AVOCA — In the middle of an emotional morning, Mike George sat in his office and reflected on his 49 years serving borough residents on Main Street.
George, 75, is the owner of Packers Garage, and Dec. 29 was his last day in business.
“I bought this place when I was a kid,” he said.
The green-and-gold gas station and mechanic shop is hard to miss when driving down Main Street. George painted it the colors of the NFL’s Green Bay Packers — which happen to also be the colors of Avoca High School — in 2009 after some disagreements with bigger gas station companies.
“I got fed up with (big) companies,” he said.
George said he was tired of people from the corporations telling him what he could and couldn’t do with the business, so he bucked the system and went independent.
“It’s probably the best thing I did,” he said. “Business blossomed big time.”
A lifelong resident of Avoca, George grew up on Packer Street, and explained that Packermania runs deep in Avoca.
He said he’s been a Packers fan since 1957 when the team selected Notre Dame player and Heisman Trophy winner Paul Hornung as its first pick in the NFL draft.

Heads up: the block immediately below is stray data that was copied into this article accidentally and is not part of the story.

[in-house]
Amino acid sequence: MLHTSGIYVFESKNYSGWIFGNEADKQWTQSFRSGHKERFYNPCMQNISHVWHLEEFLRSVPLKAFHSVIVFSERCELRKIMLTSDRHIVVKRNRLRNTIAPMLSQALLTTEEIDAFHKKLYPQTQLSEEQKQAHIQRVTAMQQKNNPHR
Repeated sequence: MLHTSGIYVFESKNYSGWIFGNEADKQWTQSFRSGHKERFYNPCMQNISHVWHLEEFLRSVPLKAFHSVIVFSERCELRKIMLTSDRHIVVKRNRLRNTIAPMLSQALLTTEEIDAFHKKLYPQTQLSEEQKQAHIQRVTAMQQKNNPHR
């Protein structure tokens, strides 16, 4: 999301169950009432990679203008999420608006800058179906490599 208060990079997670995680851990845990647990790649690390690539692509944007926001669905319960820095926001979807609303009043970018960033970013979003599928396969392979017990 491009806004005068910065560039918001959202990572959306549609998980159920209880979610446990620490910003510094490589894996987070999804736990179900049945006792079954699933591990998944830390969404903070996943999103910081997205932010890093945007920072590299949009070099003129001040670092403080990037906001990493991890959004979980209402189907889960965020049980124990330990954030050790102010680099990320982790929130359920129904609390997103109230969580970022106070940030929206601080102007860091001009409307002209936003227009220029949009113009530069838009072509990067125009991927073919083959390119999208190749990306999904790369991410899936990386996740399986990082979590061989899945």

George, a football player at Avoca High School, idolized Hornung, and even wore his jersey number.
“He was my idol,” he said.
According to Times Leader archives, George’s paint job brought a lot of attention to the garage. Two carloads of fans from Shenandoah made a special trip to see the garage. Fans from New York State have stopped by. And once in a while travelers from Wisconsin hop off the interstate to check the garage out.
George had another gas station downtown that burned in 1967. He bought the Main Street location, and on Dec. 29, he completed his final state inspection, using the last of his inspection stickers.
George said he’s been looking to sell the business for about six months, but a recent fall led him to close the doors before finding a buyer.
“It’s tough when you know every customer by their name,” he said.
George said customers stopped by all morning, all to wish him well in retirement. Customers brought gifts and hugged him after filling their tanks.
He said it was hard not to get choked up, and that he never thought “people thought that much of me.”
“It’s a great feeling to go out this way,” he said. “It’s like one big family.”
Reach Brigid Edmunds at 570-991-6113 or on Twitter @brigidedmunds